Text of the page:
As they awaited their daughter’s arrival, Norma was on a bus headed to her job as the church secretary at St. Anthony United Methodist Church when a woman caught her eye.

“I saw this beautiful young woman, with hair all the way down her back,” Norma said. “She was clearly Native American, and clearly very pregnant.”

Soon, the woman got off at a stop near the Booth Home, a place where unwed mothers received medical care and gave birth.

“When we got Elizabeth,” Norma said, “[I knew] that was her mother.”

If that was the case, it was the closest the Larsons ever came to meeting Meredith Marie Mountain.

Elizabeth — named Cynthia Jeannette Mountain by her birth mother — was born Aug. 13, 1967 and was adopted nine days later by the Larsons.

She spent eight childhood years in Mitchell, where George was the pastor at First Lutheran Church, before he moved his family to Puyallup, Wash., a suburb of Tacoma, to start Celebration Lutheran Church. A young girl of mixed descent raised by a white family in predominantly white towns, she struggled with her identity.

George Larson remembered, while in Mitchell, watching Elizabeth walk home from school one day in second grade, as kids followed behind calling her the N-word repeatedly.

Despite some prodding by her parents as a teenager, though, Elizabeth never was interested in exploring her roots.

“We really wanted her to realize that she has this wonderful, rich heritage that goes back thousands of years,” George Larson said, “[with] rich traditions and lots of wisdom.”

A star athlete in high school, Elizabeth attended Boston University and played volleyball. There she met Drederick Irving, the star of the men’s basketball team.

The couple would later marry and have Asia and Kyrie.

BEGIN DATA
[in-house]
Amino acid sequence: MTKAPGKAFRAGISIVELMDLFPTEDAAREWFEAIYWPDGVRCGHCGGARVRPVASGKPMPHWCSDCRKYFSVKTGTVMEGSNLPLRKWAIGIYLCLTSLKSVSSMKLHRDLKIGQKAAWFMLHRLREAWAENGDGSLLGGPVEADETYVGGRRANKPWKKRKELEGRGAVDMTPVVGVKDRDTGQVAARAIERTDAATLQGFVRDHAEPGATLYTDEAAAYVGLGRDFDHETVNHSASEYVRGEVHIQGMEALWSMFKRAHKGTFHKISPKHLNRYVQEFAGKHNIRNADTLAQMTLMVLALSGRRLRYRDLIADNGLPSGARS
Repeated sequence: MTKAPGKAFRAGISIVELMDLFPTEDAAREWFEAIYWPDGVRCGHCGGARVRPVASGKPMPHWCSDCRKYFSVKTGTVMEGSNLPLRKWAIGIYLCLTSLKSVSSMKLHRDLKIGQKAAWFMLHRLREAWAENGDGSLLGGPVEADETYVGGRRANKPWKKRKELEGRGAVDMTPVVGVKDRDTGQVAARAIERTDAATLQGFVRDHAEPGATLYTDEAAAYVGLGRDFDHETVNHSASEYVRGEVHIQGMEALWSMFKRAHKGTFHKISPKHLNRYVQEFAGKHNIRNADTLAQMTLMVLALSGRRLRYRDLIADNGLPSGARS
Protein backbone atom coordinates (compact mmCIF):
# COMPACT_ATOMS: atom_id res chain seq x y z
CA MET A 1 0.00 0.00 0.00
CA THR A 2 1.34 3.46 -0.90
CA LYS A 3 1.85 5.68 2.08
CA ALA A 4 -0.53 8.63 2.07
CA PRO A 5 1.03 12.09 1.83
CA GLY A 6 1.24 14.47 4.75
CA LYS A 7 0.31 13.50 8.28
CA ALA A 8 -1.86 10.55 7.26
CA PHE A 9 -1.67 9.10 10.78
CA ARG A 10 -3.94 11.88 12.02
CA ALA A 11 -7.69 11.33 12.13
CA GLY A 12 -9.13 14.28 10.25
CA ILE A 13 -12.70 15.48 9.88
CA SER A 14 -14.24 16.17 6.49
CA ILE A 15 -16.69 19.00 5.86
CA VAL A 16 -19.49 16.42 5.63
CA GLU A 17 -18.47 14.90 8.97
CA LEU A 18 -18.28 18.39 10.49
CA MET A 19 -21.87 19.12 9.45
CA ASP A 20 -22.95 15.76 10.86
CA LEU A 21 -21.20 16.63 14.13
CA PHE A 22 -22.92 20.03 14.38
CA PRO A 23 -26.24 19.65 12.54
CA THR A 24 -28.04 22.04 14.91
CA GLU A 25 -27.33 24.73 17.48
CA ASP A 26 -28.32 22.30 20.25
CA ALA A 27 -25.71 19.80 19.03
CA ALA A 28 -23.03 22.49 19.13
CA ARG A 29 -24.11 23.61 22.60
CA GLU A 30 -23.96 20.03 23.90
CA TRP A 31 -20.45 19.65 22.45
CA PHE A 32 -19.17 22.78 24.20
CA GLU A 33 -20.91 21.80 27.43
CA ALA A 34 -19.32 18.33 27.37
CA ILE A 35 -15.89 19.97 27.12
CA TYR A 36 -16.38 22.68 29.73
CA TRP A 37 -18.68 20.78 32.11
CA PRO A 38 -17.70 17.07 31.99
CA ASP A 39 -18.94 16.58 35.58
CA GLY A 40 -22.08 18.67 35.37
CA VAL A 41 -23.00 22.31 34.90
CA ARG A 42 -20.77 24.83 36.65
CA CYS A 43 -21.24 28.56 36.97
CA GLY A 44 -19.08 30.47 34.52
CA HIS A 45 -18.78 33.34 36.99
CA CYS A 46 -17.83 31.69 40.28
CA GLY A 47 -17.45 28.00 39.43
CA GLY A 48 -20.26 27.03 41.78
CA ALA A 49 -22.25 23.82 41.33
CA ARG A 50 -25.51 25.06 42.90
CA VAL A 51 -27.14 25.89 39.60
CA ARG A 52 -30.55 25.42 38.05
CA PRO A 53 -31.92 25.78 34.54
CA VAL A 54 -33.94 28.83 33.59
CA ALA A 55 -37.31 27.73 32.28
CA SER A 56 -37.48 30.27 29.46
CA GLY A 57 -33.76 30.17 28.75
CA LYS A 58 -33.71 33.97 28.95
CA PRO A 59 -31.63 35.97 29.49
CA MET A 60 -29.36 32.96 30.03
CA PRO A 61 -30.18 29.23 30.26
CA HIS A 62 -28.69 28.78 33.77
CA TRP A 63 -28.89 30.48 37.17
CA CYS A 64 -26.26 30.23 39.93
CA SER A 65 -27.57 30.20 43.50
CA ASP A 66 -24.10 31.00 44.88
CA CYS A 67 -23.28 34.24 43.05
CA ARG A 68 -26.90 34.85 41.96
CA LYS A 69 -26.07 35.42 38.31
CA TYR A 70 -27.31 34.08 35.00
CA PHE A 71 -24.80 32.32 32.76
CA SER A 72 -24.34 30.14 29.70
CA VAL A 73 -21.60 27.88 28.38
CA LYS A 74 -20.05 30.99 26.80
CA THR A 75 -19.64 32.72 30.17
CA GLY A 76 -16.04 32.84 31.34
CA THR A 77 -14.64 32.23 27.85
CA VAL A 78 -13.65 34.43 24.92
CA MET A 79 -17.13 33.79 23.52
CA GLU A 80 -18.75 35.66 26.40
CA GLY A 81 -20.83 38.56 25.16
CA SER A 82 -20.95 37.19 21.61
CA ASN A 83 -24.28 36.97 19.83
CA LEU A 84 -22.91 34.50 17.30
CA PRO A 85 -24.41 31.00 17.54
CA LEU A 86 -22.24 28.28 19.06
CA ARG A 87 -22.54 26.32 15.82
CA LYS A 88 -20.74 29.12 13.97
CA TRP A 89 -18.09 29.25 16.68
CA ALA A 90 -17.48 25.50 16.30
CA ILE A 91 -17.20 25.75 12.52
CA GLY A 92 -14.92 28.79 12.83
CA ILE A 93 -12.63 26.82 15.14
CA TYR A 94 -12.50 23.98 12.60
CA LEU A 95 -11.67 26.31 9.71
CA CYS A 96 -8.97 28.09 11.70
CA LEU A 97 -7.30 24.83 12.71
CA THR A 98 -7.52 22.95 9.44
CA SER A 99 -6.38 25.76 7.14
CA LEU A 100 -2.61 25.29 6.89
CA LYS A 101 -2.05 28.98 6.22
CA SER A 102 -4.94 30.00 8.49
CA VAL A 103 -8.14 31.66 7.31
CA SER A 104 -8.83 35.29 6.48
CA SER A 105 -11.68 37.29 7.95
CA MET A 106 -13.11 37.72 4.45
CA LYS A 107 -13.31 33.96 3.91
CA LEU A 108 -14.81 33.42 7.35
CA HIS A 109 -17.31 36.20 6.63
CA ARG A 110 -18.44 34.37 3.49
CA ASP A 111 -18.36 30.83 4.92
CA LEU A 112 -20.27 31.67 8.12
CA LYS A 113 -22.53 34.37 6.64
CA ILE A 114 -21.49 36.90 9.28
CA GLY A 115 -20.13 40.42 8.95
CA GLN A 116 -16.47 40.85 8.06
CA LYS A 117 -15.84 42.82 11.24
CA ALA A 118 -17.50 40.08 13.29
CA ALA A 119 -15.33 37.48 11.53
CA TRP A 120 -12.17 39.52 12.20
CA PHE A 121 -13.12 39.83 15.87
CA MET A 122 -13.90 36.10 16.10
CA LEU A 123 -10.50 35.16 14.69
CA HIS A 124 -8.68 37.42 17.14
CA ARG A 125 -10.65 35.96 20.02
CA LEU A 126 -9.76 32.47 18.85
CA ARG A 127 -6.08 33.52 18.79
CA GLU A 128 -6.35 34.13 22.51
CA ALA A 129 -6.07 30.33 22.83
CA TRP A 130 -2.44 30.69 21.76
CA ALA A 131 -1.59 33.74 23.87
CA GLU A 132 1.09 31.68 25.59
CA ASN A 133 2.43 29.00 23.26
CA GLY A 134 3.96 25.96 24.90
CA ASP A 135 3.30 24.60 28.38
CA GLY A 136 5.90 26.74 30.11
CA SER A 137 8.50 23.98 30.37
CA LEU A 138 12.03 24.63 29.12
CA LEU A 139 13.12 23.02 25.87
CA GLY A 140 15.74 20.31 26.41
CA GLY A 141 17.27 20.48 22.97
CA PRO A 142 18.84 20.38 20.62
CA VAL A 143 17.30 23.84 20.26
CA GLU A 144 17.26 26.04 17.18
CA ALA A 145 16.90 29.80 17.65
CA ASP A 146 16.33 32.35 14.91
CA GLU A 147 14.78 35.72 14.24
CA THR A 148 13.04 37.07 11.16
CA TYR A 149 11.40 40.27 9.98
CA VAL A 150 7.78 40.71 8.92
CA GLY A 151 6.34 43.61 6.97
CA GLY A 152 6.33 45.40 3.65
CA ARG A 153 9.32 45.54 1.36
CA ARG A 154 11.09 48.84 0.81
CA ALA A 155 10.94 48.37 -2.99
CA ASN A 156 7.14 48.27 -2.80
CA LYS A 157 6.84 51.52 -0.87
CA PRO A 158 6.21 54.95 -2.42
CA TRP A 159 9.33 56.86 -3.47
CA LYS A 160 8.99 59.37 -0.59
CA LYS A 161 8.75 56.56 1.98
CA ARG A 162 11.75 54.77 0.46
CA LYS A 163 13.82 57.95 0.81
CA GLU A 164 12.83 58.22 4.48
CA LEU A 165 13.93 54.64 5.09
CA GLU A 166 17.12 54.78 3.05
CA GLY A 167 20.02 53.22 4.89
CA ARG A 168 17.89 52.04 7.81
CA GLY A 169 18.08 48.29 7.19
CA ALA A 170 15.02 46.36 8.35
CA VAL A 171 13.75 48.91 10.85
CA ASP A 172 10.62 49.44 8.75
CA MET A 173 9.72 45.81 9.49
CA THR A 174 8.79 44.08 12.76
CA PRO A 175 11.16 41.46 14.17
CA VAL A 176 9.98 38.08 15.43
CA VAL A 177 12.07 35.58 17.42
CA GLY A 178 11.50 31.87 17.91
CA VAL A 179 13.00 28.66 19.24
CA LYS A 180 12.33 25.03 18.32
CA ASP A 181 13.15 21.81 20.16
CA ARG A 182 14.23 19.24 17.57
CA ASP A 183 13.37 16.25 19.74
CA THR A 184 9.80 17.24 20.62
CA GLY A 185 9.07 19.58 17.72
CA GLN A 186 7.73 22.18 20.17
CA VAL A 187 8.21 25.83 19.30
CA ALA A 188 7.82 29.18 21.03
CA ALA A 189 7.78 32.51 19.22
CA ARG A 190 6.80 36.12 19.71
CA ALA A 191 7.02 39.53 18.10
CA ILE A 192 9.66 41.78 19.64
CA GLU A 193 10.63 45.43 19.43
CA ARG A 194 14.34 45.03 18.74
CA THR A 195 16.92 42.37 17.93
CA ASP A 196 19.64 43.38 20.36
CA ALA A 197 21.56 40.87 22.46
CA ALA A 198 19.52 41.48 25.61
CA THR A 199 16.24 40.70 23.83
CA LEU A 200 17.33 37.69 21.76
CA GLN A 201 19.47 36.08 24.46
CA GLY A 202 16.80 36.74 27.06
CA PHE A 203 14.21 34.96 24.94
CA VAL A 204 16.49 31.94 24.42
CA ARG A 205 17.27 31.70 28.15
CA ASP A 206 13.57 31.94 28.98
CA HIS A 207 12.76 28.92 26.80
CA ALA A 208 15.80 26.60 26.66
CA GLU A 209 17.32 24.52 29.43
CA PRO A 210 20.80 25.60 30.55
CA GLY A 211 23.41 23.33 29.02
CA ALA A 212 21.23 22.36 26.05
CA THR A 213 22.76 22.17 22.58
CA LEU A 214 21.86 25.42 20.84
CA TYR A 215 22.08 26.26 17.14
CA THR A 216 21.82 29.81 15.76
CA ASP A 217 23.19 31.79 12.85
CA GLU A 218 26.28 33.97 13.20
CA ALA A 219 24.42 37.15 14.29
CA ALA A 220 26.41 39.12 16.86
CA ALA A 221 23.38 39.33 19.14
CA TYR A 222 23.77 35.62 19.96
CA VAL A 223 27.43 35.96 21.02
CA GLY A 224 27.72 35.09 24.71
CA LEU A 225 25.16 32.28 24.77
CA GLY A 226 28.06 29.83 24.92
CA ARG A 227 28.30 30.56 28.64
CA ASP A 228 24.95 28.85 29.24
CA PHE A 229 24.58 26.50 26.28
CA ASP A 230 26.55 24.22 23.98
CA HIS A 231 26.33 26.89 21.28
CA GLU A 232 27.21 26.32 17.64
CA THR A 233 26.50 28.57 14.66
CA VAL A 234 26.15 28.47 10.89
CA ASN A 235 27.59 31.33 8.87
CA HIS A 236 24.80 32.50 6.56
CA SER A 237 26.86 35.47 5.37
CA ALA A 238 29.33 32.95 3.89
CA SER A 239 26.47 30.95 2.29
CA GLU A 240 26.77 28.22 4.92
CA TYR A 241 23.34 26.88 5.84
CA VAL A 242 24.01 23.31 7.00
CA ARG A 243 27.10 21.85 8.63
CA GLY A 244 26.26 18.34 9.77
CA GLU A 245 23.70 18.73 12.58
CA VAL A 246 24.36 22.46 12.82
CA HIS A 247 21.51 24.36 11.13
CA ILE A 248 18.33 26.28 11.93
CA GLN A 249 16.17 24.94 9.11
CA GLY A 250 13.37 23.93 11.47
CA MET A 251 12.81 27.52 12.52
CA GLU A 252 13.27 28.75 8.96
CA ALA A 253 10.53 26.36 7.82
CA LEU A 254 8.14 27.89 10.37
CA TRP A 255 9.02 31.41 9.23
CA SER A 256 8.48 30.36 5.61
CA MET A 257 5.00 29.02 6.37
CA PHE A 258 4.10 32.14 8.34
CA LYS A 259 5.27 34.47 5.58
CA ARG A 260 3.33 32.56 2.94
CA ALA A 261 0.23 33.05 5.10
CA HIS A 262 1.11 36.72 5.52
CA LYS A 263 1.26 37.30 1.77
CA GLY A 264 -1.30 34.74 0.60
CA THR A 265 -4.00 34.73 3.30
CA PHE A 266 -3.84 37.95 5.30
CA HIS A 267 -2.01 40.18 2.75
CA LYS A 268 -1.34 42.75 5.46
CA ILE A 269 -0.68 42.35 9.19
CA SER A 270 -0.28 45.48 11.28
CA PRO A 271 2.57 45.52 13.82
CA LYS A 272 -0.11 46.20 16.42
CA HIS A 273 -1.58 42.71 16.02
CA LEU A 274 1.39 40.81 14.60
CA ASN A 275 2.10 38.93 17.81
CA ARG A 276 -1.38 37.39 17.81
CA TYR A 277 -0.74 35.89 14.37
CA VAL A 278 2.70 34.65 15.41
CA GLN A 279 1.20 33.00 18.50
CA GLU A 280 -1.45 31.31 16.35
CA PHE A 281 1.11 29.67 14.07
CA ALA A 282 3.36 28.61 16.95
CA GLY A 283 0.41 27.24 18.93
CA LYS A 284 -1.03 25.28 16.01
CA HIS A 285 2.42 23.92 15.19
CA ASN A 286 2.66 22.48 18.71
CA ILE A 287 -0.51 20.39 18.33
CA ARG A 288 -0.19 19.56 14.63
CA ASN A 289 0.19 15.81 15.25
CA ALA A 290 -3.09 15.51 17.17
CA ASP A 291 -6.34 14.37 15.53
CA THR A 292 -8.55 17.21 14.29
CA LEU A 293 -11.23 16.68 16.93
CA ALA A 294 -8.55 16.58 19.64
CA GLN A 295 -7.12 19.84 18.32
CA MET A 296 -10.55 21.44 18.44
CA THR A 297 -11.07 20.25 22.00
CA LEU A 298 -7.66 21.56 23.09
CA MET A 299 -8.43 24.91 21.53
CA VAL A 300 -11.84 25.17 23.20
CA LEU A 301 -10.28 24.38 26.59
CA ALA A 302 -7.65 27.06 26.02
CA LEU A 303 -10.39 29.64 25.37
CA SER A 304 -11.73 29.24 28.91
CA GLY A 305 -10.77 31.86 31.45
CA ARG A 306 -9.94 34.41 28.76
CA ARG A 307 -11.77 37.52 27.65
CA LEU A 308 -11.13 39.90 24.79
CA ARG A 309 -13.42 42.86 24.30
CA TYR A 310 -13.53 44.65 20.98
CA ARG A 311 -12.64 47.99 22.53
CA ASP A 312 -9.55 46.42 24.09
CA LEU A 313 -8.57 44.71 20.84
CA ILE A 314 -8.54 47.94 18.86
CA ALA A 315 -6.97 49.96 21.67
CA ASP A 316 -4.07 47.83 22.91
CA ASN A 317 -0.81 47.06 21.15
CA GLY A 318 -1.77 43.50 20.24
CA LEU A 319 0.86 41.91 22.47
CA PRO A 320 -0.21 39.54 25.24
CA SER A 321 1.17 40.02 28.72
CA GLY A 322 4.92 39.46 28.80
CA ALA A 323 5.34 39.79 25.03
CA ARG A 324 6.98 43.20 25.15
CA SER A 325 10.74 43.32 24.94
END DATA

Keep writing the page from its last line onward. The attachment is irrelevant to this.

Meantime, Elizabeth’s biological mom, Meredith Marie Mountain, had gone on to marry and have two more daughters: Elizabeth, who shared a name with the half-sister she never met, and Kelly.

“My mom told me at the age of 13 that she had had a child prior to my sister and I and that she had put her up for adoption,” Kelly Brinkley said. “That was, however, many years ago, so it wasn’t something easy to start looking for or pursuing her. She told us, and that was pretty much it.”

Eventually, Elizabeth did attempt to contact her Indian family, but after initial dialogue, she pulled back. Meredith Marie Mountain died in 1995, and Elizabeth Irving died the next year at age 29, after contracting sepsis during a hospital stay. Kyrie was 4 years old.

Elizabeth’s story remained undiscovered until a tweet changed everything.

'A home connection'

Kyrie Irving’s first public acknowledgment of his past came on Nov. 22, 2016, two days before Thanksgiving, when he tweeted his support for those protesting the Keystone Pipeline at Standing Rock: “My prayers and thoughts are with everyone protesting at Standing Rock, I am with you all. #NoDAPL Defend the Sacred.”